With crypto prices currently on the move back up again, an increasing number of people are buying crypto-assets. But, of course, whenever there is a buying surge like this, scammers come out of the woodwork, looking for opportunities to fool people and take their money. Here are five tips on how to avoid getting screwed.

Think About Whether The “Deal” Is Too Good To Be True

One of the ways that scammers weasel their way into our lives (and pocketbooks) is by dangling things that we want right in front of our noses and then claiming that we can have them. Scammers will offer all sorts of things such as:

  • Guaranteed returns
  • Massive upside
  • Six-figure profits
  • Payment no matter where the market goes

Whenever you read an advertisement or get an email to your inbox promising you the world, think about whether it’s too good to be true. Remember, it is, in general, not possible to beat the market over long periods, so anything that claims to be able to do that is likely a scam of one kind or another.

Verify The Status Of Any Company That Contacts You

There are plenty of legitimate operators in the crypto space, but there are also a lot of scammers. It’s crucial, therefore, to make sure that you verify that you’re dealing with a trusted party.

The best way to do this is to check the legal status of the entity, whether a company, agency, or financial institution, with a regulatory or government body. Anybody dealing in crypto or offering financial services should be a member of a legal or professional organization and have credentials which are verifiable at the original source.

Before clicking “buy” or handing over any money, go to those sources to make sure that the agency is legitimate and that you’re not about to lose all your money to a scammer.

Beware Of Cloned Websites And Fake URLs

Scammers are, as discussed, very good at creating campaigns that captures your attention. The reason for this is that scammers say whatever you want to hear. Unlike a real company, the scammer has no intention of delivering on their promises.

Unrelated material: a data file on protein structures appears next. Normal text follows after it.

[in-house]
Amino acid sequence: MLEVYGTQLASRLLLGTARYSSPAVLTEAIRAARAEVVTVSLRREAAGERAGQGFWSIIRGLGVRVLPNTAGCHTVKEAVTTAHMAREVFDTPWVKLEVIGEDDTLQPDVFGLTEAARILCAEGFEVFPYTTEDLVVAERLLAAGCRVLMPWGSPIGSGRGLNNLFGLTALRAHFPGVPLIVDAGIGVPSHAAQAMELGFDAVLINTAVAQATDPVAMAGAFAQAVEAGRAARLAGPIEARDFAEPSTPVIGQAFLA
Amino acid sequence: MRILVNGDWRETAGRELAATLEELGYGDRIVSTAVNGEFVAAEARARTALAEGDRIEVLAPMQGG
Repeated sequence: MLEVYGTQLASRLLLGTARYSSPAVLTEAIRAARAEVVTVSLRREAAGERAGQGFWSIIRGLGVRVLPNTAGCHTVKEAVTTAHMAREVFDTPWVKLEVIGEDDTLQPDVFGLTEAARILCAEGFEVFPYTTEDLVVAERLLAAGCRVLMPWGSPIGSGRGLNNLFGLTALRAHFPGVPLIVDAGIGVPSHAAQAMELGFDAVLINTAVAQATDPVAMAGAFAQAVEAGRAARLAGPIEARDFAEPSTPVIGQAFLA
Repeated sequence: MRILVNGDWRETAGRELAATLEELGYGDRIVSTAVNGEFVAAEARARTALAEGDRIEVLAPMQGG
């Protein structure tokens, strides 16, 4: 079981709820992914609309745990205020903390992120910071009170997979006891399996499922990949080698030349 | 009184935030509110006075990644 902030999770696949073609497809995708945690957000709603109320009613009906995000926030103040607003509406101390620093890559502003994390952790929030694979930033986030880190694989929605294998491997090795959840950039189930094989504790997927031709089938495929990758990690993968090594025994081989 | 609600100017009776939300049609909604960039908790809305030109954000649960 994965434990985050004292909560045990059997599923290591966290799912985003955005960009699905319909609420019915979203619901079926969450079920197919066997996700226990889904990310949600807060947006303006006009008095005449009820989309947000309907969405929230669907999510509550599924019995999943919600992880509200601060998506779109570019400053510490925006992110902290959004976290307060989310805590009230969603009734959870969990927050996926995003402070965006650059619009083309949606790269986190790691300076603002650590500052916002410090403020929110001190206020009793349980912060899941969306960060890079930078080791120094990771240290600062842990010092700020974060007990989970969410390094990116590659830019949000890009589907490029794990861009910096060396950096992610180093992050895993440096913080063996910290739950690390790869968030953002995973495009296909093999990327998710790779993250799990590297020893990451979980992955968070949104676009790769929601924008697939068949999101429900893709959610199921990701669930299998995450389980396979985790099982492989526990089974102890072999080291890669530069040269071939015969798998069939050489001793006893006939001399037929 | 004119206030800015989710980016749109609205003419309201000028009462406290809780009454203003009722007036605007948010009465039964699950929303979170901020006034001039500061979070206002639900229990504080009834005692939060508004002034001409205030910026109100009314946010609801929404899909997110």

When you click a link and get forwarded to a website, always check the URL. It’s hard for scammers to fake URLs completely as a website’s address is something that your browser uses to discern one site from another. But scammers can make a URL look like the real thing by making very small and often unnoticeable changes.

Real URL
Real URL

Fake URL
Fake URL
When you get forwarded to a website after clicking an advert, check the URL letter by letter. Look out for different versions of what looks like the same letter; for instance, a letter with a dot beneath it or a zero instead of the letter “O”.

You can also install special plugins on some browsers, such as Crytonite, which will warn you if you’ve been forwarded to an illegitimate site.

Check For Warnings About Risks

Scammers won’t usually warn you about the real risks that you face if you decide to invest in crypto. All criminals want is to get you to hand over your money, and they’ll say or do just about anything if they think that it might increase their chances of getting you to do it. The last thing that they want to do is plaster warnings everywhere telling you that you might lose money or that the value of your investment may go down as well as up.

Legitimate sites, on the other hand, have to include disclaimers, not only to inform their customers of the risks but because it’s a legal requirement. No investment is 100 percent guaranteed. The world is an uncertain place. Random things happen all the time, which means that it’s not possible to ensure that the price of anything will rise or fall indefinitely. Avoid anyone claiming otherwise like the plague.

Avoid Pump-And-Dump Schemes

Pump-and-dump schemes are a variety of cryptocurrency scam where scammers get a bunch of people to buy as much crypto as they can in a short period to force the price above its intrinsic market value.

Once the price reaches a peak, the organizers of the scam sell their holdings, the price falls, and then they buy back their crypto after the price drop, generating a profit.

If you see anyone inviting you to a “pump” community, it’s a scam. You might be offered the opportunity to share the profits, but that’s almost certainly a lie.

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Author: Tokens.net Team
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